底下的沒說Mitsukoshi Ltd. /三越之海外發展史（「Since 1673」等是我加的）。
Competing kimono patterns set to join forces
During the third decade of the Meiji Era (1868-1912), Tokyo stores selling fabrics used to make kimono were virtually at war. The venerable Mitsui Gofukuten (now Mitsukoshi Ltd. /三越 Since 1673 ) opened a dye factory in Kyoto Prefecture to produce a classic pattern called genroku moyo.
Competing against Mitsui was the new Iseya Tanji Gofukuten (now Isetan Co. 伊勢丹), which was promoting its goshuden moyo pattern, inspired by designs from the Heian Period (794-1185).
Iseya persuaded geisha from Tokyo's Yanagibashi district to wear kimono made of goshuden moyo for their grand performances, and promoted the pattern at the annual fireworks festival in Tokyo's Ryogoku district.
A passage from Isetan's 100-year corporate history book reads: "Thanks to the success of the goshuden moyo, Isetan began to attract public attention and gained recognition as a quality kimono merchant, thus challenging the great Mitsui Gofukuten."
Now in their third century of competition, Mitsukoshi and Isetan have started negotiations on forming a capital alliance with an eye to integrating their managements. Such a merger would create the nation's largest department store group, combining Mitsukoshi's brand name and upmarket clientele with Isetan's flair for merchandising and earning power.
Mitsukoshi was Japan's first department store. About 100 years ago, it ran its "department store declaration" in the major newspapers to proclaim the fact.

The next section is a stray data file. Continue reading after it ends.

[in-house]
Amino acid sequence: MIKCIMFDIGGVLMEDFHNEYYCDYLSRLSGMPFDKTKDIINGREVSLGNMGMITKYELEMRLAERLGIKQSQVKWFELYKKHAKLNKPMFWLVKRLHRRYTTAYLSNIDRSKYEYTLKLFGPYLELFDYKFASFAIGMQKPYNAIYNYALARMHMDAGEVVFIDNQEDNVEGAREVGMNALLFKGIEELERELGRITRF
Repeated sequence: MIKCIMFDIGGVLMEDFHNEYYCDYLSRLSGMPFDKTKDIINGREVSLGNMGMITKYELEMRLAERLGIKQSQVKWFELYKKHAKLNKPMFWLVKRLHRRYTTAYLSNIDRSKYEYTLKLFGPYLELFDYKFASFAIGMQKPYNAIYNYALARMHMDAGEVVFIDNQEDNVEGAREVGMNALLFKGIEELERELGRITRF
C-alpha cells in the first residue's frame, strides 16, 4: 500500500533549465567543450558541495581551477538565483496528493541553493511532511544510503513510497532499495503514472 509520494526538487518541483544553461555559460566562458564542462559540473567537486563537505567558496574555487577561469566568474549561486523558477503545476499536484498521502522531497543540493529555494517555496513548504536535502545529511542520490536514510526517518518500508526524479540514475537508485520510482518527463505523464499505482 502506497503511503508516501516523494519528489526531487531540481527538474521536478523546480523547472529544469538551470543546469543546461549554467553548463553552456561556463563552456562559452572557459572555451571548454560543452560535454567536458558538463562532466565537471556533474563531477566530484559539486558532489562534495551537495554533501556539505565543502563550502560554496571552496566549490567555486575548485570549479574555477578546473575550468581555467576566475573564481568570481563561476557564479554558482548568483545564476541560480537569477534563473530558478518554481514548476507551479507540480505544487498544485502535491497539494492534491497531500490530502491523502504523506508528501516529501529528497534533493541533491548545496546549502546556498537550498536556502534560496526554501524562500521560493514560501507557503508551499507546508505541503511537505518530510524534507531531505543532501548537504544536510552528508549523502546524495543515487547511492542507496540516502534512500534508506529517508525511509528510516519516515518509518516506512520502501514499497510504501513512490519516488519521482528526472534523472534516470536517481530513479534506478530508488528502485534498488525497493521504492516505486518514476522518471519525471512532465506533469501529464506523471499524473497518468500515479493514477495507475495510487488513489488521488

A Mitsukoshi advertising poster showed a geisha in genroku-moyo kimono and lists merchandise available, including "European and American fashion apparel." The apparel are now Isetan's specialty today. Nothing is permanent in this world.
Sales declines are forcing massive reorganization in the department store industry. In recent years, Sogo Co. and Seibu Department Stores Ltd. merged; Daimaru Inc. and Matsuzakaya Holdings Co. have announced they will merge in September; and Hankyu Department Stores Inc. and Hanshin Department Store Ltd. will do the same in October.
So the old adage rings true: "Yesterday's enemy is today's friend." The department store map is being redrawn.
Like a garden vibrant with all kinds of bright flowers, the department store industry used to be a lively place where operators competed to set trends and introduce the latest fashions to consumers. Can these two venerable companies merge to improve the business situation?
--The Asahi Shimbun, July 26(IHT/Asahi: July 27,2007)